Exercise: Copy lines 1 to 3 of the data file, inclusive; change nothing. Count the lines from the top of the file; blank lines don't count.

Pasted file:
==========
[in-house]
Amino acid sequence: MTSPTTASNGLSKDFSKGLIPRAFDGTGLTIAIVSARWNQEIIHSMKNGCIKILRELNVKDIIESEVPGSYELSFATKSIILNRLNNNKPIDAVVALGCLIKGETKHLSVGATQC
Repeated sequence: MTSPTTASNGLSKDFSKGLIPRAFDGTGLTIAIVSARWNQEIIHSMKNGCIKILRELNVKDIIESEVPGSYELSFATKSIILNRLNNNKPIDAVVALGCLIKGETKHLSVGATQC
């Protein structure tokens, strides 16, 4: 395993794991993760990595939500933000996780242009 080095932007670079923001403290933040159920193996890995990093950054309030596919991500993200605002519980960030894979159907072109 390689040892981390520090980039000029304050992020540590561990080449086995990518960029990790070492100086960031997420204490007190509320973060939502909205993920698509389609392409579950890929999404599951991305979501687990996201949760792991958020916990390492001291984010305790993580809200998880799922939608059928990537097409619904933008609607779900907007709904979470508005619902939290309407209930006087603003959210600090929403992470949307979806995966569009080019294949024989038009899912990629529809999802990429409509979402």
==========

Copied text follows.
[in-house]
Amino acid sequence: MTSPTTASNGLSKDFSKGLIPRAFDGTGLTIAIVSARWNQEIIHSMKNGCIKILRELNVKDIIESEVPGSYELSFATKSIILNRLNNNKPIDAVVALGCLIKGETKHLSVGATQC
Repeated sequence: MTSPTTASNGLSKDFSKGLIPRAFDGTGLTIAIVSARWNQEIIHSMKNGCIKILRELNVKDIIESEVPGSYELSFATKSIILNRLNNNKPIDAVVALGCLIKGETKHLSVGATQC